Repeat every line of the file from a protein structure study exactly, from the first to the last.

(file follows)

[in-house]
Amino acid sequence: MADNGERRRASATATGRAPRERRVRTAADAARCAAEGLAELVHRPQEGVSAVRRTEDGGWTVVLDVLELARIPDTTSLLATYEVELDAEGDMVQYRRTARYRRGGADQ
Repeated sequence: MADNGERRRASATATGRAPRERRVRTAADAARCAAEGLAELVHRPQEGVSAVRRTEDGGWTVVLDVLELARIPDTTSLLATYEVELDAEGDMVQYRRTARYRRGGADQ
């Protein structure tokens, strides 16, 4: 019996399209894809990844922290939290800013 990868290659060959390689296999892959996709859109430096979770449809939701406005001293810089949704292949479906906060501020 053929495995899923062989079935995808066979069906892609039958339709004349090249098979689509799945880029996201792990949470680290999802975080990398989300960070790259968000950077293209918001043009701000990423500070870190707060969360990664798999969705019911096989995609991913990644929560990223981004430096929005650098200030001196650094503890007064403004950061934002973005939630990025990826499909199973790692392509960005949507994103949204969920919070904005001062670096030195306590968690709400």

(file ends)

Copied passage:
[in-house]
Amino acid sequence: MADNGERRRASATATGRAPRERRVRTAADAARCAAEGLAELVHRPQEGVSAVRRTEDGGWTVVLDVLELARIPDTTSLLATYEVELDAEGDMVQYRRTARYRRGGADQ
Repeated sequence: MADNGERRRASATATGRAPRERRVRTAADAARCAAEGLAELVHRPQEGVSAVRRTEDGGWTVVLDVLELARIPDTTSLLATYEVELDAEGDMVQYRRTARYRRGGADQ
């Protein structure tokens, strides 16, 4: 019996399209894809990844922290939290800013 990868290659060959390689296999892959996709859109430096979770449809939701406005001293810089949704292949479906906060501020 053929495995899923062989079935995808066979069906892609039958339709004349090249098979689509799945880029996201792990949470680290999802975080990398989300960070790259968000950077293209918001043009701000990423500070870190707060969360990664798999969705019911096989995609991913990644929560990223981004430096929005650098200030001196650094503890007064403004950061934002973005939630990025990826499909199973790692392509960005949507994103949204969920919070904005001062670096030195306590968690709400």